Building Mangrove Greenbelts along Bangladesh's Vulnerable Coastline

Nov 29, 2010

Bangladesh’s location makes it one of the most vulnerable countries in the world to environmental disasters. Its giant network of rivers and vast low-lying flood plains make it both fertile and subject to erosion from floods, droughts, and storms.

As a result, protective coastal greenbelts, in the form of natural vegetation, can make the difference between life and death during severe weather and increasingly frequent, and deadly, cyclones. Mangrove forests, in particular, are critical to providing this necessary defense thanks to their intricate root systems.

UNDP is working with the Government of Bangladesh and local communities to plant mangroves along the southern delta’s coastline. The programme is doing this by training local people to run mangrove nurseries and manage forests and then paying them, a move that will have benefited 5,000 families by the end of 2010.

“Many countries are recognizing the value of coastal greenbelts when it comes to protection against storm surges, swell waves and inundations,” said Firoz, who has been receiving training in nursery management in Char Kukri Mukri. “It’s very important I think to pick the right varieties, the right species and also to involve the communities in the plantations and the maintenance and the management of the plantations.”

Bangladesh is just one of the many countries grappling with the affects of sea level rise and the increased impacts of storms caused by climate change. Climate change threatens to undo decades of progress toward poverty reduction and poses barriers to attaining the Millennium Development Goals (MDGs). Sustainable energy, clean water and productive land are essential to reducing poverty and, unless current trends of greenhouse gas emissions are reversed, the repercussions of climate change will irrevocably deny food, potable water and livelihoods to billions of people.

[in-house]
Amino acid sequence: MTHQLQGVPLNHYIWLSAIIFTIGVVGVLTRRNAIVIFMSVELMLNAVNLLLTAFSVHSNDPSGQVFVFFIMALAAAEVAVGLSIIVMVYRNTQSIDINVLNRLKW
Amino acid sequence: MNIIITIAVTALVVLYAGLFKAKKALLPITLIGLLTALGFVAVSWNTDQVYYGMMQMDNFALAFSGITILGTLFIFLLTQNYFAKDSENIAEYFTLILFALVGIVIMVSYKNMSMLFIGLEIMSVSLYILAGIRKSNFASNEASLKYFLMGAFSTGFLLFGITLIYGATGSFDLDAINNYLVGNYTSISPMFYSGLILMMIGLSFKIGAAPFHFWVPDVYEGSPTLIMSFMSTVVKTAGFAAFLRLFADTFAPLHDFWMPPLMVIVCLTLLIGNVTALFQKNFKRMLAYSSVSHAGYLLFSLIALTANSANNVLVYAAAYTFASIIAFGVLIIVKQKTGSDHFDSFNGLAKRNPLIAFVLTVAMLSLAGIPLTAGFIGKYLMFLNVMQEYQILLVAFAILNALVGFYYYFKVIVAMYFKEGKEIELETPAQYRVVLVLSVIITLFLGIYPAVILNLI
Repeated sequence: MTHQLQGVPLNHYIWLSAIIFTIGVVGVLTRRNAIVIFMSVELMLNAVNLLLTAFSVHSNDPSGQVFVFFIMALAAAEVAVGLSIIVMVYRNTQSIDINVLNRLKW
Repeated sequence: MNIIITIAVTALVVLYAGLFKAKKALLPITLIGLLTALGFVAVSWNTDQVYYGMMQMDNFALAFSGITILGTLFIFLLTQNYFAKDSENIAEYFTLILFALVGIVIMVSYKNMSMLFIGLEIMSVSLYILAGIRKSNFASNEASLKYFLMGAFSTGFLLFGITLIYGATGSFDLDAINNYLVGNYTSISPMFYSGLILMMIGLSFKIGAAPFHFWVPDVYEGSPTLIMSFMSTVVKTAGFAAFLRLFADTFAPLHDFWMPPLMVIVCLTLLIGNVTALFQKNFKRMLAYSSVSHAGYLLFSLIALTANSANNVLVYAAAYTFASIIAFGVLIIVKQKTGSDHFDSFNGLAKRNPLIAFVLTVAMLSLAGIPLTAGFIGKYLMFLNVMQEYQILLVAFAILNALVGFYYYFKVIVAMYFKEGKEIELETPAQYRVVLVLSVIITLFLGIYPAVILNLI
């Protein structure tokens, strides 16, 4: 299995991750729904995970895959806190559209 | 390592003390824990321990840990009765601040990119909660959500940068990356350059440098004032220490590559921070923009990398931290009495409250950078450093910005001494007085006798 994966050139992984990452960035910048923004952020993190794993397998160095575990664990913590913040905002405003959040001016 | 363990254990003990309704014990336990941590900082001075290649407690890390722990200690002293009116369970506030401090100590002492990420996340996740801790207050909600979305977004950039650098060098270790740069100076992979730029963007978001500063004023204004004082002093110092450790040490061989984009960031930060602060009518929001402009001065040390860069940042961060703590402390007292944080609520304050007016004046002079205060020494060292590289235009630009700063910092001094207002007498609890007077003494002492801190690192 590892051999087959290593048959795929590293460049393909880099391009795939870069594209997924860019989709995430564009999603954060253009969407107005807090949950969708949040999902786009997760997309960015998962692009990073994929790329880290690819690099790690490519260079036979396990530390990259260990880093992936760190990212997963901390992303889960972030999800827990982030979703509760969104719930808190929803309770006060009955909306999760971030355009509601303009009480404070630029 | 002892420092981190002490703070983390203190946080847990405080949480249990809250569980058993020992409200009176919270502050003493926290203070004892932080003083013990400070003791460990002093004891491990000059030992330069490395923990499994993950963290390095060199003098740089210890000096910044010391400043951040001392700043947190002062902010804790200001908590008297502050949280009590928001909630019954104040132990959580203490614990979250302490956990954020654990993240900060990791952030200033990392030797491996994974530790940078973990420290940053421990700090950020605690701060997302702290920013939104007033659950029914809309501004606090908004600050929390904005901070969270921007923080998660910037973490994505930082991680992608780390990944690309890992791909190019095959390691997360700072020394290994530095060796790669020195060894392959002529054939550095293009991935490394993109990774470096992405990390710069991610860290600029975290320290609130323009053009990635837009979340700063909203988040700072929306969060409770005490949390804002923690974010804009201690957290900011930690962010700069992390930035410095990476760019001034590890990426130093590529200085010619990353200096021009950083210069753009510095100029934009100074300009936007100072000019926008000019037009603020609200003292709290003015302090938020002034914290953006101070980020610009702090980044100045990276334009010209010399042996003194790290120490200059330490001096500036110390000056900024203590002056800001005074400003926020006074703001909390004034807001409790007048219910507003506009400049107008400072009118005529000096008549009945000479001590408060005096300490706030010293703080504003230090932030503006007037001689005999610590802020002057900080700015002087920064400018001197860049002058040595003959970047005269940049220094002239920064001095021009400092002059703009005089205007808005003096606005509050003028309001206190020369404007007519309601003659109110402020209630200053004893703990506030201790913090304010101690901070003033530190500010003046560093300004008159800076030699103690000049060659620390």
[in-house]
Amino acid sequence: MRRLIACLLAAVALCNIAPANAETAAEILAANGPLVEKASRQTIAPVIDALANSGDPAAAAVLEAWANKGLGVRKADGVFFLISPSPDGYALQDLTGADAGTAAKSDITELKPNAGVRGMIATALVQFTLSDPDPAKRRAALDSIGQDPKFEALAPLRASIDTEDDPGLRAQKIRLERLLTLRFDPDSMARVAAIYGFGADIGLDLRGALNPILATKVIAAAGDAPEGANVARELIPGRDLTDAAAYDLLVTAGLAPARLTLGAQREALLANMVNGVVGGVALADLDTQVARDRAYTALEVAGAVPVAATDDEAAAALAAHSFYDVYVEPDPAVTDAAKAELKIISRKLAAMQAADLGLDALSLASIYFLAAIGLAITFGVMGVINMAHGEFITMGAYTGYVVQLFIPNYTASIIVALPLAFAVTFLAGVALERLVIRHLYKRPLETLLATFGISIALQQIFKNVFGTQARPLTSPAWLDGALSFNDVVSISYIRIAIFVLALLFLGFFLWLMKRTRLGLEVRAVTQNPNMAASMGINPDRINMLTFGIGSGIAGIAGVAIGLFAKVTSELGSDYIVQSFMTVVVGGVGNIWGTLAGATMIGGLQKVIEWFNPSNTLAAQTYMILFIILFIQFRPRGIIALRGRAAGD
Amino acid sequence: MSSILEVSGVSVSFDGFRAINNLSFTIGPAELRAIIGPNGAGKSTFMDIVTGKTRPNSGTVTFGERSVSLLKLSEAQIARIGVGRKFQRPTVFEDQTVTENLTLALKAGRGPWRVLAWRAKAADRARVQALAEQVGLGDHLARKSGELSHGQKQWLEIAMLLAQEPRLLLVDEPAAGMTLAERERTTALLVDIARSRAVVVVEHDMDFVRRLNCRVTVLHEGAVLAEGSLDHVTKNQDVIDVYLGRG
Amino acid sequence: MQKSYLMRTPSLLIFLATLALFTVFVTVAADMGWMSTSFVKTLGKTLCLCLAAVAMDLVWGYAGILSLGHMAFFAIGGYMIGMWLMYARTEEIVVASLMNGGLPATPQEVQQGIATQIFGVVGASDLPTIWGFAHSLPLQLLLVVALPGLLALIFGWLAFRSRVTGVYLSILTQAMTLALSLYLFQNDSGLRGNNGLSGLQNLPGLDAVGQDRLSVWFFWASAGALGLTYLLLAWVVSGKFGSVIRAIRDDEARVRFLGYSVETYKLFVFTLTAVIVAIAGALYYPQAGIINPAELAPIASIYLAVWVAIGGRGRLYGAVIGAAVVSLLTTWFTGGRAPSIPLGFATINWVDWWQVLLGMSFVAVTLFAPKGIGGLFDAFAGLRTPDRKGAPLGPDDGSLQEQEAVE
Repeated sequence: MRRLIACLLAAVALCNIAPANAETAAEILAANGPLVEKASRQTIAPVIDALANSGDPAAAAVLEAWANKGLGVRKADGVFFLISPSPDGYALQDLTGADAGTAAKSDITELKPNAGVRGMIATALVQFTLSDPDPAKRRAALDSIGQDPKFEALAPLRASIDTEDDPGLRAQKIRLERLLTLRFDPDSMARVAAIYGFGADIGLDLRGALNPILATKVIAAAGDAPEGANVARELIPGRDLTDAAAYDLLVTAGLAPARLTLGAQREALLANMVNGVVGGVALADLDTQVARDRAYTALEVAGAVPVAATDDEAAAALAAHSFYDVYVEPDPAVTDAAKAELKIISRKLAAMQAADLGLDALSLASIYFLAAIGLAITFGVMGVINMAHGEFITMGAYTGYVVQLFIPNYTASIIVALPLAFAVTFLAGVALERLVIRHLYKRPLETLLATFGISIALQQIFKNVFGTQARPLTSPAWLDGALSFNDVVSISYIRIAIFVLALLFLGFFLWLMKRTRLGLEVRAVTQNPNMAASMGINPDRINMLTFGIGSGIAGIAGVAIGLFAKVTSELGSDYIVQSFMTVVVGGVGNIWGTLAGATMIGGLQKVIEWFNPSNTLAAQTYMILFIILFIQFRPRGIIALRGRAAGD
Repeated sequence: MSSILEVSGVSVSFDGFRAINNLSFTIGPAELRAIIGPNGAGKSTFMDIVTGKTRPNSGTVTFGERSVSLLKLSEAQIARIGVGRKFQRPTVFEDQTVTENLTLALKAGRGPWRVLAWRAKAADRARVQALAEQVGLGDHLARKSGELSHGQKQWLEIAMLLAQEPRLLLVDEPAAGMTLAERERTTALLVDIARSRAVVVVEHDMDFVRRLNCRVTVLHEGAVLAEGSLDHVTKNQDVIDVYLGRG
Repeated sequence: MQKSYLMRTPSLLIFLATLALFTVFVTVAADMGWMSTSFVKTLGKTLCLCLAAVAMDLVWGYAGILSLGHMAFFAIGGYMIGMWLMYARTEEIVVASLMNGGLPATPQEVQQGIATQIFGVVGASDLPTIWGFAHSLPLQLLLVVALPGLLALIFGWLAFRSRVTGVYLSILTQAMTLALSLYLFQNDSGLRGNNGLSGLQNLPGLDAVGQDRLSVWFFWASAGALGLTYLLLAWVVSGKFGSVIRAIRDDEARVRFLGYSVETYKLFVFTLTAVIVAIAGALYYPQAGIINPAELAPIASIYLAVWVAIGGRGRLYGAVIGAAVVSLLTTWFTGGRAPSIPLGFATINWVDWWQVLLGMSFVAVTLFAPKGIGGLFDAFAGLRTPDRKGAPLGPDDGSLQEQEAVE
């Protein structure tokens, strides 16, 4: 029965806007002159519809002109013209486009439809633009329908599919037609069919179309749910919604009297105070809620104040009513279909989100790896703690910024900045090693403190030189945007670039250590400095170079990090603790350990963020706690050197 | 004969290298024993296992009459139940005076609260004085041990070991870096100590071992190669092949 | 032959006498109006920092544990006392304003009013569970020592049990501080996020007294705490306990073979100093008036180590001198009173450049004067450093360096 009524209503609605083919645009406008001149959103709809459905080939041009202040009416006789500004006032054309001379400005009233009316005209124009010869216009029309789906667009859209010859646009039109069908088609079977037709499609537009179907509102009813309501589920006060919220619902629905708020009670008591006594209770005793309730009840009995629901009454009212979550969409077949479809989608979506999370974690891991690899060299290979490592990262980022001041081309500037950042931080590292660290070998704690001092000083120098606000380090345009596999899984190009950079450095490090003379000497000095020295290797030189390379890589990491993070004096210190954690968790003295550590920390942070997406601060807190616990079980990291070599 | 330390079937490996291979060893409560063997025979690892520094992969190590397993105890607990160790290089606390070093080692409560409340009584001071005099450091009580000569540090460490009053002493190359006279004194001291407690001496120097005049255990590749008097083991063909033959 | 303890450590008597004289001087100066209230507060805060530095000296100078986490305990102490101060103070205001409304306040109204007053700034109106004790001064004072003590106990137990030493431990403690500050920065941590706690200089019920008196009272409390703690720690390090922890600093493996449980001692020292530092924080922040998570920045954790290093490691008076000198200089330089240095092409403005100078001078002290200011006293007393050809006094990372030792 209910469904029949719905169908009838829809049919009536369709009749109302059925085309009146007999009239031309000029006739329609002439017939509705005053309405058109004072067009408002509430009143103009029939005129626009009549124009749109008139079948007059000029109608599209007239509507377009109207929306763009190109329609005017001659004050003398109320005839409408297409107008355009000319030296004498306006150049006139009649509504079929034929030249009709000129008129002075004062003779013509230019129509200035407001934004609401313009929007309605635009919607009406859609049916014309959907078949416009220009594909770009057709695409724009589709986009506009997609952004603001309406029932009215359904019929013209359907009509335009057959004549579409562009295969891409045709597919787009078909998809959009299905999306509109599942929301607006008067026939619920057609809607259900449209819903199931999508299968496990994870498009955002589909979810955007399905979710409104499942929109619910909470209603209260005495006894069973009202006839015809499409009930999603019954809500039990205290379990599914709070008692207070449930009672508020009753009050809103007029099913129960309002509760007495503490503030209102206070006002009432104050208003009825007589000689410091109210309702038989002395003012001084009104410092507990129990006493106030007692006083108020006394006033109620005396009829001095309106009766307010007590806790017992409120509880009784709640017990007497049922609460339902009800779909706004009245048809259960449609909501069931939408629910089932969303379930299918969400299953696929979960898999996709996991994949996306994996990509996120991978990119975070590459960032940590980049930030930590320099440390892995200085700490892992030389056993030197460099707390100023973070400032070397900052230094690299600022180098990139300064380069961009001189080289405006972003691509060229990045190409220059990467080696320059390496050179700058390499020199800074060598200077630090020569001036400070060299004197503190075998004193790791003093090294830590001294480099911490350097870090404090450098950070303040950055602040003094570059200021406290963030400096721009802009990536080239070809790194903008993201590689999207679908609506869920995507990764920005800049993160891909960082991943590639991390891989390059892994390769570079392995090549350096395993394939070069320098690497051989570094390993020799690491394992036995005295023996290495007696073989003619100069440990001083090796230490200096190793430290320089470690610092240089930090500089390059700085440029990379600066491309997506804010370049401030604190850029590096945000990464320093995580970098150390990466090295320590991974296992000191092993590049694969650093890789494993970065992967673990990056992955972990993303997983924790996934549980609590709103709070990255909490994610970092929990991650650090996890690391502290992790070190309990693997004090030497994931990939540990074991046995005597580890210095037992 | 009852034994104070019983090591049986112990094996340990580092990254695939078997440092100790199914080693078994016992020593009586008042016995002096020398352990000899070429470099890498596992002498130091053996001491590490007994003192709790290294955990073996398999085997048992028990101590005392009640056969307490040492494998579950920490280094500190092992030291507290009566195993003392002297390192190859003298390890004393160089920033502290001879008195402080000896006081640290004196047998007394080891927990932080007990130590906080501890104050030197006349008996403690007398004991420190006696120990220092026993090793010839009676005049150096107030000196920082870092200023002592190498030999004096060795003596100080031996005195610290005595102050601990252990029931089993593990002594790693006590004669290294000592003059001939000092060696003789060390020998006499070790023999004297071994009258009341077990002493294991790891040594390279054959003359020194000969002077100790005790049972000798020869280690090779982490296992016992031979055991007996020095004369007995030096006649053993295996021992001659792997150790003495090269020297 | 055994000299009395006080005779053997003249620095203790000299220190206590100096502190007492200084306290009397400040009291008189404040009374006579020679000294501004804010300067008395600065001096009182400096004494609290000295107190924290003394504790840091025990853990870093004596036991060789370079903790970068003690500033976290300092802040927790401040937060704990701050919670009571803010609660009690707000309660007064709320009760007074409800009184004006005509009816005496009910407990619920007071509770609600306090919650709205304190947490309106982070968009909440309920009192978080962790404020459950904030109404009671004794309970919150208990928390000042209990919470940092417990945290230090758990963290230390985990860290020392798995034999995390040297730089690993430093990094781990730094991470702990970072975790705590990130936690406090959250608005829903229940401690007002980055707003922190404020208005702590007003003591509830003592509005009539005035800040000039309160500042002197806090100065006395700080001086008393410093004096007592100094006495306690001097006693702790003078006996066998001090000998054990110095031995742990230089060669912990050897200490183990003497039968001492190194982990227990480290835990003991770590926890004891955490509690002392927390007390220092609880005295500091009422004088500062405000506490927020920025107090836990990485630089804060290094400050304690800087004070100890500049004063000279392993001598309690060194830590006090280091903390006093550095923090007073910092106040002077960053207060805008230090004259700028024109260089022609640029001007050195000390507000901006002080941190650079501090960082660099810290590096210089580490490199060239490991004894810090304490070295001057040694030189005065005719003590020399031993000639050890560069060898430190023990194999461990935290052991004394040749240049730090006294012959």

UNDP provides advisory and technical support services to help developing countries finance and implement policies that can help them combat the effects of climate change. By addressing the climate challenge through a development lens UNDP can bring a unique range of support to countries. And, as a neutral trusted partner, UNDP can advise on country-driven climate action and the most appropriate catalytic financing mechanisms.  This helps countries to achieve pro-poor, low-emissions climate resilient development, which also makes progress toward achieving the MDGs. 

Some other examples of UNDP’s projects to combat climate change include the Cambodia Climate Change Trust Fund, the Capacity Development for Decision Makers to Address Climate Change in Costa Rica, the Africa Adaptation Programme in Ghana, the Turning Waste into Energy in Ukraine, and the Community-Based Adaptation in Morocco.


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